The Craziest and Most Disturbing True Stories of Fraternity Scandals

This was a bad week for fraternities: after a racist video from the University of Oklahoma’s now-shuttered Sigma Alpha Epsilon fraternity went viral, it created a controversy both on campus and nationally. The two men in the video were expelled, and the University of Oklahoma has been filled with protests. The controversy over what is a pretty clear-cut case has moved into the absurd world of punditry, wherein rapper Waka Flocka Flame’s cancellation of his upcoming show apparently demonstrated that the fraternity’s chants about lynching were somehow the fault of Flame and hip hop as a whole.

The fact is that fraternity culture is toxic, and has been for decades. There have been many examples of excellent reporting on this subject over the years, so here are five stories that explore the ways in which fraternity culture veers from its ethos — a brotherly good time — into tales that are gross and disturbing.

Confessions of an Ivy League Frat Boy,” Rolling Stone, March 2012

Famously, Dartmouth was the inspiration for Animal House, the 1978 John Belushi comedy classic about a wild college fraternity. In this Janet Reitman article, we see just what kind of influence the fraternity life really has on Dartmouth’s culture. A former SAE brother, Andrew Loshe, is vilified by writing an op-ed that states: “I was a member of a fraternity that asked pledges, in order to become a brother, to: swim in a kiddie pool of vomit, urine, fecal matter, semen and rotten food products; eat omelets made of vomit; chug cups of vinegar, which in one case caused a pledge to vomit blood; drink beer poured down fellow pledges’ ass cracks… among other abuses.”

Confessions of an Ivy League Frat Boy: A Gross Excerpt From Dartmouth Tell-All,” Rolling Stone, August 2014

Yet Andrew Loshe, the subject of Reitman’s previous piece, did get something out of his frat-boy notoriety: a book deal. In this short excerpt from the memoir, we hear frat boys yelling “Whale shit!” and getting their pledges wasted in order to swim in the disgusting kiddie pool filled with all varieties of filth (human, in Loshe’s account; just gross vinegar and stuff like that, according to the vilified brothers).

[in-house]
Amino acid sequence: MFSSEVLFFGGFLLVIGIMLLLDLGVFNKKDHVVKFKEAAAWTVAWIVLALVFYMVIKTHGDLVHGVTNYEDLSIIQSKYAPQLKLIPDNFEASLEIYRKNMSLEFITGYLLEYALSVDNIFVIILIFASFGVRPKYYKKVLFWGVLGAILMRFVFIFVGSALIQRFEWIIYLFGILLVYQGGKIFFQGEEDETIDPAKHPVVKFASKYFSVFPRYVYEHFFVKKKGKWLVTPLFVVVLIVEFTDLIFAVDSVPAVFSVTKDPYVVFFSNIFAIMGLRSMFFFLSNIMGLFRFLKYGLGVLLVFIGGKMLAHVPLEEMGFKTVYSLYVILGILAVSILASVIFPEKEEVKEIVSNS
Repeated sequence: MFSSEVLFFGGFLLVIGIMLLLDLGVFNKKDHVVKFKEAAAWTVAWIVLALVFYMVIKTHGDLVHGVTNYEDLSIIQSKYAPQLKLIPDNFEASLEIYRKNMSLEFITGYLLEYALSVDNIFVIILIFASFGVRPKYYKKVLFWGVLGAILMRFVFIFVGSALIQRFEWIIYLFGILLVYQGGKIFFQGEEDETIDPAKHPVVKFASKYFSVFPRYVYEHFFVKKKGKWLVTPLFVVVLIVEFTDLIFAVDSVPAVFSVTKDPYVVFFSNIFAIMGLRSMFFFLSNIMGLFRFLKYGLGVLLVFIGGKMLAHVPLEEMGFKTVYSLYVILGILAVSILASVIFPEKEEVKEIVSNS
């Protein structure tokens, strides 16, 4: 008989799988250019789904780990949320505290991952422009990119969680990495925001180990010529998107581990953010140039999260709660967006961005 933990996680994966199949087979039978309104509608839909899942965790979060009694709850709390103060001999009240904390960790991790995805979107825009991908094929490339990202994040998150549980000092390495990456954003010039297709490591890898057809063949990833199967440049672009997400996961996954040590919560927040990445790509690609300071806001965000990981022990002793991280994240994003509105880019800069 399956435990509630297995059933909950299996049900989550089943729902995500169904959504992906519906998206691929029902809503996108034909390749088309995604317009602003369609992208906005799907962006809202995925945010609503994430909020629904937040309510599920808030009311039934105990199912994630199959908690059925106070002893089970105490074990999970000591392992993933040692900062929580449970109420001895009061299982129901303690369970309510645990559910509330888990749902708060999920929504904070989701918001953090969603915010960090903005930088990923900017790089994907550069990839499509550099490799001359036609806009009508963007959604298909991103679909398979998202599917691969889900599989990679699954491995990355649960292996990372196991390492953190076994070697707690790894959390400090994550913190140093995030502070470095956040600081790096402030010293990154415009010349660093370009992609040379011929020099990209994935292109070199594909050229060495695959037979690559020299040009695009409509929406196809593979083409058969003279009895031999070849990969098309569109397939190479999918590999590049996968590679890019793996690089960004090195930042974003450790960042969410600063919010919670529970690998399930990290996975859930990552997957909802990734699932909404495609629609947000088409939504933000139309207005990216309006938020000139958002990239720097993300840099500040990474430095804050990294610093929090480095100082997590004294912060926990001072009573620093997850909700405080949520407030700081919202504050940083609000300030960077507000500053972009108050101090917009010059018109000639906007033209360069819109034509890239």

SAE Proudly Touts Association to the Confederacy on Its Website,” Think Progress, March 2015

The case of SAE’s racist video in Oklahoma is not an isolated incident; as this list by Ian Millhiser argues, SAE has a history and a culture of racism in its chapters. They’ve thrown gang-themed parties called “Cripmas,” and across the country, members of SAE have used slurs like the N-word in public. The fraternity’s site calls itself “the only national fraternity founded in the antebellum South.”

“Deadliest Frat’s Icy ‘Torture’ of Pledges Evokes Tarantino Films,” Bloomberg, December 2013

This report by David Glovin and John Hechinger goes deep into the torturous rituals of hazing that SAE pledges have to endure. According to one whistle-blower, he would have to stand naked in a trash can filled with ice as water was poured over his head; or stay in an empty basement for up to nine hours while a loud German rock song was blasted repeatedly.

My Racist SAE Fraternity Brothers Broke My Heart,” Quartz, March 2015

In this heartbreaking essay, William Bruce James II, the second black man to be part of this Oklahoma chapter of SAE, 14 years ago, looks at what the SAE fraternity means to him now: “My sweet, innocent son saw the pain and anger in my eyes and I had a decision to make: a decision white Americans never have to face. Do I teach my four-year-old son about hatred today?”